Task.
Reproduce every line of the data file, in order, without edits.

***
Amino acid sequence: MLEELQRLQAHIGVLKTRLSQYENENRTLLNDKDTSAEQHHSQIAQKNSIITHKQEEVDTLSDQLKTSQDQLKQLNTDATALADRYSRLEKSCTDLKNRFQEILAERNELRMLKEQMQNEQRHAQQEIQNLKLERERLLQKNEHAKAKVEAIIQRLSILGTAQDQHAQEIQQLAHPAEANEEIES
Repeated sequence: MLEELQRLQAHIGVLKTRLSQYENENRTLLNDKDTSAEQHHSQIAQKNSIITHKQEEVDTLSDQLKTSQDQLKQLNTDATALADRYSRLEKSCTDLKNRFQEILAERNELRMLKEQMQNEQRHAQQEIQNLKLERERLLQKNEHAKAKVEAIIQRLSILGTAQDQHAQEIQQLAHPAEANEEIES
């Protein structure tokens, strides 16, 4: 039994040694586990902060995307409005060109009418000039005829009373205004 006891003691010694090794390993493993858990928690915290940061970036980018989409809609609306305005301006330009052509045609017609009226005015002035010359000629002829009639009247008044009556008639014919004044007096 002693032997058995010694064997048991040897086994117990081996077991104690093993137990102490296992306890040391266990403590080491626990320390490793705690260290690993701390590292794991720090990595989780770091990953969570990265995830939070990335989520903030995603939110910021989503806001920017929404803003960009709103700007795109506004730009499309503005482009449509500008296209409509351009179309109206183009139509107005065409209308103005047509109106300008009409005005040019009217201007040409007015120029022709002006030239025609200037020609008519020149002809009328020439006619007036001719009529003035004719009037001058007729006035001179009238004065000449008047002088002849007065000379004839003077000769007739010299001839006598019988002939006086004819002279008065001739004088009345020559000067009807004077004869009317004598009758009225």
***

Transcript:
Amino acid sequence: MLEELQRLQAHIGVLKTRLSQYENENRTLLNDKDTSAEQHHSQIAQKNSIITHKQEEVDTLSDQLKTSQDQLKQLNTDATALADRYSRLEKSCTDLKNRFQEILAERNELRMLKEQMQNEQRHAQQEIQNLKLERERLLQKNEHAKAKVEAIIQRLSILGTAQDQHAQEIQQLAHPAEANEEIES
Repeated sequence: MLEELQRLQAHIGVLKTRLSQYENENRTLLNDKDTSAEQHHSQIAQKNSIITHKQEEVDTLSDQLKTSQDQLKQLNTDATALADRYSRLEKSCTDLKNRFQEILAERNELRMLKEQMQNEQRHAQQEIQNLKLERERLLQKNEHAKAKVEAIIQRLSILGTAQDQHAQEIQQLAHPAEANEEIES
């Protein structure tokens, strides 16, 4: 039994040694586990902060995307409005060109009418000039005829009373205004 006891003691010694090794390993493993858990928690915290940061970036980018989409809609609306305005301006330009052509045609017609009226005015002035010359000629002829009639009247008044009556008639014919004044007096 002693032997058995010694064997048991040897086994117990081996077991104690093993137990102490296992306890040391266990403590080491626990320390490793705690260290690993701390590292794991720090990595989780770091990953969570990265995830939070990335989520903030995603939110910021989503806001920017929404803003960009709103700007795109506004730009499309503005482009449509500008296209409509351009179309109206183009139509107005065409209308103005047509109106300008009409005005040019009217201007040409007015120029022709002006030239025609200037020609008519020149002809009328020439006619007036001719009529003035004719009037001058007729006035001179009238004065000449008047002088002849007065000379004839003077000769007739010299001839006598019988002939006086004819002279008065001739004088009345020559000067009807004077004869009317004598009758009225």